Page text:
Sophia Yeskulsky | Sports Editor
January 25, 2024
For students looking to create the opportunity to attend a 4-year college or get into the most prestigious universities, students will strive to attain a high GPA, complete AP courses, participate in many extracurriculars, etc. One of these college application boosters is the Seal of Biliteracy.
In order to graduate, most California high schools require students to take 2 years of the language of their choice. Here at San Clemente, students can choose between Spanish, French, and American Sign Language. After two years, students then have the choice to continue their language studies or not. As mentioned above, high-achieving students will usually continue their language study throughout high school to attain their Seal of Biliteracy.
On October 7, 2023, the Literacy Advancement Act was signed into law by Governor Gavin Newsom. The act aimed to create parity in the standards required to obtain the State Seal of Biliteracy (SSB) and made the Seal of Biliteracy more accessible to everyone. However, the new law didn’t go into effect until January 1st, 2024, but isn’t the root cause of why students are so frustrated.
As it has stood for many years, the successful completion of a four-year high school course of study in a world language and attaining an overall grade point average of 3.0 or above would get students their seal of biliteracy. Essentially, an SSB was very attainable and achievable. However, when San Clemente students came back from winter break, they were shocked.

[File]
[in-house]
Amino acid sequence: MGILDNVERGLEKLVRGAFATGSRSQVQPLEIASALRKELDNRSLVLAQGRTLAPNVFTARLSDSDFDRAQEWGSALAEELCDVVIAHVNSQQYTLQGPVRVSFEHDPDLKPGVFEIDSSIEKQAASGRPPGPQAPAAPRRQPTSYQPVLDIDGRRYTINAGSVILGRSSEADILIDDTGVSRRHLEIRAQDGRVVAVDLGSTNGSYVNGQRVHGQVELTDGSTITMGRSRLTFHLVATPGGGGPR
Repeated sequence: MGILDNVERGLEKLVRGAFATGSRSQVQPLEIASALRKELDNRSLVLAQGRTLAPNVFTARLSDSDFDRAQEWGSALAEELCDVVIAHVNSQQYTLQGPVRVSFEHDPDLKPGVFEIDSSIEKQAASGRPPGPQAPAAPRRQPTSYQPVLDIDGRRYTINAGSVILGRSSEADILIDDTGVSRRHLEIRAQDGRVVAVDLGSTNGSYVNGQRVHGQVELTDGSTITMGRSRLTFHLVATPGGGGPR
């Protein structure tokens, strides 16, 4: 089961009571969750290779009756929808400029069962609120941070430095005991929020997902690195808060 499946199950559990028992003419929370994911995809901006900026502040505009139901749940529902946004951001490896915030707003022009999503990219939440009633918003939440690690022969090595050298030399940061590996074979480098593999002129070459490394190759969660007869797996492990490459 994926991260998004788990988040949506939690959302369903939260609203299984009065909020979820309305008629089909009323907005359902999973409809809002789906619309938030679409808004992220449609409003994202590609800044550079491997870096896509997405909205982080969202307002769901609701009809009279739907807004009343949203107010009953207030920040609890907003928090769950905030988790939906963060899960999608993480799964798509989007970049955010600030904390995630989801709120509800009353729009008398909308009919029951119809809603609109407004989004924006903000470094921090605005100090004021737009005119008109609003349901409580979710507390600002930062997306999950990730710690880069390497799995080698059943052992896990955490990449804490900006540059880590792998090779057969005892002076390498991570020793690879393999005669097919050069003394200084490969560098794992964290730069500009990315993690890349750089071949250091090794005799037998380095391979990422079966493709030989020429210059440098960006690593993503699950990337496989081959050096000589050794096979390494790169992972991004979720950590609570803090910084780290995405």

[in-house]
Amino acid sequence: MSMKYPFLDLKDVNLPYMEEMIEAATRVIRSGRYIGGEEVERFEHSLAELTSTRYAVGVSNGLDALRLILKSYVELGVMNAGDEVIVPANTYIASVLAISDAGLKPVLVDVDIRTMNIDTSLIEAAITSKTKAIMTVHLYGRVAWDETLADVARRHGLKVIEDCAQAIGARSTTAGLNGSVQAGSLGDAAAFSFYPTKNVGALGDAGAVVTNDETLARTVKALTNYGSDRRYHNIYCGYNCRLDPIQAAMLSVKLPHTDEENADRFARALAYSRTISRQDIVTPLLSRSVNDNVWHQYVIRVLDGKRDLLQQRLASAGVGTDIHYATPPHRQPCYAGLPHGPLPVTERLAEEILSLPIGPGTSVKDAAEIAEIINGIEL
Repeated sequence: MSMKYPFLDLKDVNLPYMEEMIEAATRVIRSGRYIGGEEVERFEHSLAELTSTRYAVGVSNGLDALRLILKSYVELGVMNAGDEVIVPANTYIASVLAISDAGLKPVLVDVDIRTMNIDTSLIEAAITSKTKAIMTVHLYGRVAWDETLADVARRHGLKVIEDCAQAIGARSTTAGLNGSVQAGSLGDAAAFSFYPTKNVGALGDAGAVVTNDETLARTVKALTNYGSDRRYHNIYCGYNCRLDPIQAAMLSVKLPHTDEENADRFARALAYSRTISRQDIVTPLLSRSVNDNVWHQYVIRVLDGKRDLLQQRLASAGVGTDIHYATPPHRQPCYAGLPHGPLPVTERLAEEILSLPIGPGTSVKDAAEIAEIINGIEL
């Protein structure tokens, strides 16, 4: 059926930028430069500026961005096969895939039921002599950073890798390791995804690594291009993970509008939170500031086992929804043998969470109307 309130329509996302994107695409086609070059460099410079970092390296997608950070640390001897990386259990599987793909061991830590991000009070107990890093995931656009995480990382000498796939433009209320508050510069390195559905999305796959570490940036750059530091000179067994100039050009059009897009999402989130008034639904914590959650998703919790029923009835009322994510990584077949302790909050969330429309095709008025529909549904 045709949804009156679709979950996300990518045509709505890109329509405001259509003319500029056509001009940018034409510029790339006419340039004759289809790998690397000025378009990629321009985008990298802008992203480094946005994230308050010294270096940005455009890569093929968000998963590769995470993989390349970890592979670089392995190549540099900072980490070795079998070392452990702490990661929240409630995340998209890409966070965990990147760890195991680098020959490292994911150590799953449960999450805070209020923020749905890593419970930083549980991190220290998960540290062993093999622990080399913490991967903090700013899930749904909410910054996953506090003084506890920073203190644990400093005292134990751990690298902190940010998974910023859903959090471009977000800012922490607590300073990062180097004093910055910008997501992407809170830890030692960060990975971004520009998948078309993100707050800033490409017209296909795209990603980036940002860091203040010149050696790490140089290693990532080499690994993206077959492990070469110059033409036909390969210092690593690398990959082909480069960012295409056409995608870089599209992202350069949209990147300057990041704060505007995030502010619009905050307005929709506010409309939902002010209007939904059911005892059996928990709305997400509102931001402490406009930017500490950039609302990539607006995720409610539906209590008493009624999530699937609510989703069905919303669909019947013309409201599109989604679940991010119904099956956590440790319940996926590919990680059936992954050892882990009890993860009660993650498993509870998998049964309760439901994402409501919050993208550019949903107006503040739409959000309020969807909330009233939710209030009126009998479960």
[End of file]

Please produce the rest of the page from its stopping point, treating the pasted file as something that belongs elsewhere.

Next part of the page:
Many juniors who had already completed their 4 years of Spanish were informed that within the next week, they had to take a test that would prove if they were bi-lingual or not. If students don’t pass the test they will not be rewarded and counted as “bilingual,” even though they took their 4 years of Spanish.
Many juniors scrambled around campus talking to different Spanish teachers as they tried to gather as much information as possible about this new test. There was no information online or anywhere about this change. Even the “California Legislative Information” website still has the old SSB requirements up. Senor O’Rear, one of the most established Spanish teachers at San Clemente High School, clarified that the change in requirements was made by the “department and state of California.” He also speculated that the reason for this change is because “too many students were passing and colleges complained that all these students were showing up and didn’t know how to speak the language.”
While the new test requirement will help solve this problem, students don’t think it’s fair. To be able to speak, read, and write in a whole new language is extremely difficult to do in 4 years. San Clemente has one of the best Spanish departments; however, most students still take 4 years of Spanish and can barely speak the language simply because they haven’t had enough time to completely learn the language.
Triton Sarah Ellis who took the SSB test, and the STAMP Test, explained that, “The test consisted of 3 prompts and you had a maximum of 3 minutes to respond to each question by speaking.” She said, “It was unfair because the test was only speaking” and up until her recent 4th year of Spanish, her Spanish classes heavily focused on reading and writing.
The long-term effect: students will be discouraged from advancing their language studies because they think they might not pass the STAMP test to get their SSB. The fear is that they’ll do all this hard work and will have nothing to show for it. However, junior Charly Treat remains hopeful and said that, “Now that teachers know about what the test consists of, they will focus more on speaking.”